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I'm building a web application and use some contrib modules. I heavily rely on a particular module, for which I already submitted a patch a couple of months ago, which was eventually committed.

On these days I had some new requirements, so I added a new functionality to the module and discovered and solved two (unrelated) bugs.

Now a stupid doubt grips me and I'm stuck. My question is: what should I do now?

  1. Create three issues (or write in the existing ones, if the bug was already known) and submit right away my code in three different patches (which are independently written on the current dev version). This means that when a patch will be committed, I'll have to create a new version of the remaining patches for the new dev version
  2. Create a issue with patch for one of the bugs/features, wait that it gets committed, open another issue for another one of the bugs/features, submit a patch on the updated dev version, wait that it gets committed, then open the third issue, submit the patch for the last bug/feature on the again updated dev version. This could potentially take weeks or months.

Usually I would say 1, but due to the short timeframe between patches (a couple of minutes, just the time to create the issues) and the fact that only one person is the creator of all of them, gives me the impression of spamming. It's not a problem for me to create and "maintain" three issues and the related patches, I jut want to do it in the right way.

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Submitting all the patches, in different issues, at the same time is actually a problem just in the case they conflict with each other; this means that, once applied a patch, it would not be anymore possible to apply the other ones without rerolling them.

Since you cannot say which of them is going to be applied first from the maintainer, I would submit all the three issues at the same time. In that way, even if two of them are not going to be applied first, there is still a discussion going on about the necessity of applying them, or about what needs to be changed in them. If then the applied one doesn't allow to apply the other ones, you will need to reroll them, or somebody else could reroll them.

As for the short timeframe between patches, that is never taken as spamming an issue queue. If you want to be taken in consideration from the maintainer, you should make a good use case for your patches, or make evident there is a issue to be fixed (in the case it is not so evident); if the patch is going to fix a problem that happens in very few cases, be prepared to make clear what the benefits from your patches are. Being a maintainer doesn't mean knowing all the problems the users of a module could have; in some cases, the maintainers need just some data to make evident what the problem is.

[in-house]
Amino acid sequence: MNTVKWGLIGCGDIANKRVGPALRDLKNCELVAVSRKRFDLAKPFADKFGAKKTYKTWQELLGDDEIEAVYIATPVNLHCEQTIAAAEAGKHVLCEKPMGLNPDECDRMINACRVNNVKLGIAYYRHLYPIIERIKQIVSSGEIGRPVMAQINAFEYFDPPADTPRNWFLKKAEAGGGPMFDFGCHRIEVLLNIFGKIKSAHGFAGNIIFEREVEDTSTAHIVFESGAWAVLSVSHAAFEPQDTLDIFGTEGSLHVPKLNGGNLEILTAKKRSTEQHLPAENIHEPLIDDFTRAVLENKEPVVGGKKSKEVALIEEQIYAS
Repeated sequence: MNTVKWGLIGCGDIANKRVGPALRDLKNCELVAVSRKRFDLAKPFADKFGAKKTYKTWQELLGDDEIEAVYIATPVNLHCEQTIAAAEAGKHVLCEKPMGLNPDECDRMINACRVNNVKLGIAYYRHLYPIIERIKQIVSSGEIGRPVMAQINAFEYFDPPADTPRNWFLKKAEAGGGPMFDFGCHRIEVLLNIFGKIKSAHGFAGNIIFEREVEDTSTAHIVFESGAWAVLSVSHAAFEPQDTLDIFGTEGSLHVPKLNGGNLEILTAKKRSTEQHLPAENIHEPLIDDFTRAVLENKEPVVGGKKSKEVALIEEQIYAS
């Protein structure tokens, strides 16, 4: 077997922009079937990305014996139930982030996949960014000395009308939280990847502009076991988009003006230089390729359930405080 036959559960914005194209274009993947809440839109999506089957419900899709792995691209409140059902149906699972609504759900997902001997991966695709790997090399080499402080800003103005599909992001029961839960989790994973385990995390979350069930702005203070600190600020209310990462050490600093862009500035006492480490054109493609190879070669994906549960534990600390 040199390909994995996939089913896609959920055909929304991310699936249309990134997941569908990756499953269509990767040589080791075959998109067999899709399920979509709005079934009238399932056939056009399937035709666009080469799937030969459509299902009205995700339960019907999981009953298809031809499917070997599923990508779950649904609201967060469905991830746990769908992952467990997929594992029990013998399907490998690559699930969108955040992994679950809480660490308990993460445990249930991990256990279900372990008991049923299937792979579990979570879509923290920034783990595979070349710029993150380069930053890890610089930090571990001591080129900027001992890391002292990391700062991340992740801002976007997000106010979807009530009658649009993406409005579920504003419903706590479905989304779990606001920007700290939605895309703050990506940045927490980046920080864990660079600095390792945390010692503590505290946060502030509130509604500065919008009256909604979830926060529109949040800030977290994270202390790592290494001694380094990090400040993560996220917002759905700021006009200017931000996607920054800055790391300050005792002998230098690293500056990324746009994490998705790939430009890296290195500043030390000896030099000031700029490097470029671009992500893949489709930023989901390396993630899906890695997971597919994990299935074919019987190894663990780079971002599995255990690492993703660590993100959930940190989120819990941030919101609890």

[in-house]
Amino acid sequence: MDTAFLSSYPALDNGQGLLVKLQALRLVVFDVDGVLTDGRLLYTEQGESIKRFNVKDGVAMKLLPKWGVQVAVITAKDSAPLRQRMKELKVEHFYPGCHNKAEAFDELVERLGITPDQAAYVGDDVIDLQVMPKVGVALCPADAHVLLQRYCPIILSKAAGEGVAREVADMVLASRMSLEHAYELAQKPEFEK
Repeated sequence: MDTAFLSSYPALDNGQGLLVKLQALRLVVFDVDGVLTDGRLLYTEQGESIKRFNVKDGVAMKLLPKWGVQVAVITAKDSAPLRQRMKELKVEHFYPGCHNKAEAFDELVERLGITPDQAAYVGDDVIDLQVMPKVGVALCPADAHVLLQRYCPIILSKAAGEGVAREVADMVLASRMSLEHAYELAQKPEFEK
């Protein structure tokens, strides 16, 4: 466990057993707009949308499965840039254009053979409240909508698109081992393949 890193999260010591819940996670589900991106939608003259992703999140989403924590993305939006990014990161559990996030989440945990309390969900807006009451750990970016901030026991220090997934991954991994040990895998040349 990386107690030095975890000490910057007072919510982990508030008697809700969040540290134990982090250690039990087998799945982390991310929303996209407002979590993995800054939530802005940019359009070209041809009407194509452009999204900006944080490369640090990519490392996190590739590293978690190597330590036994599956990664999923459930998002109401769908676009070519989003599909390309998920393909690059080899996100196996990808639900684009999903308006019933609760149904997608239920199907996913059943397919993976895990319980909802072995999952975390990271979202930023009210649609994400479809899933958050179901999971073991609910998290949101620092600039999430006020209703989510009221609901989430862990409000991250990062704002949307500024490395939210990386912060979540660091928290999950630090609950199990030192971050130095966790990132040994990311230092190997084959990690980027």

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    You can also make use of the Related Issues field to tie them all together. – mpdonadio Aug 19 '15 at 1:10
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if these 3 fixes/patches unrelated, I would go with first option as it keeps things clear and if any of these patches introduces any other issues/conflict it will be easier to maintain it. I understand how this is time consuming, but it's better if you do it the right way.

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  • Sorry, I didn't explain myself well in the second point, I've updated the question! – user1527576 Aug 18 '15 at 20:31
  • @user1527576 if issues are unrelated, go with 1, if related, go with 2... Answer is still valid as far as I can see. – Mołot Aug 18 '15 at 20:45
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Separate the issues/patches

For sure create 3 separated issues, with each of them containing 1 of your patches. This has advantages such as:

  • Any community member can "cherry pick" any of your 3 issues to either use them (apply the patch(es) they need/like), review them, etc.
  • It might potentially lead to the 3 issues being processed in parallel (by 3 different users/reviewers), so possibly also reducing the elapsed time to get them RTBC-ed also.
  • It reduces the risk that 'all' your patches are rejected, in case something happens in the dev version of the module due to which "your" patch needs to be rerolled: if you have 3 separated patches, only 1 or 2 or them might require a re-rolling (read: that's not a showstopper for those patches that are not impacted).
  • ... (there are more advantages to this approach).

Choose your battles

Even though you should separate them (see above), "you" have some level of control about the order of review and commits to the dev version. I would make a ranking like "which one is most important to me, and which one is more like a nice to have (eg because you have a work around)".

Based on your ranking, you could submit the most important one first, and wait "some time" (up to you to decide how long) before submitting the 2nd one. Later on the 3rd one. This approach avoids that the other people involved (reviewers, committers, etc) start working on "the" issue that "they" find most important (which is different from your ranking). Optionally, when submitting the 1st (or 2nd) issue/patch, you may want to add some type of comment like "after this gets addressed, I have another one coming up (which IMHO is lower priority)".

It works

I've used the above approach in the past also. After a while the module owner started to realise the value of my contributions ... it resulted in receiving commit access to the module, whereas I got 'carte blanche' for anything related to "what I found important to be fixed / enhanced".

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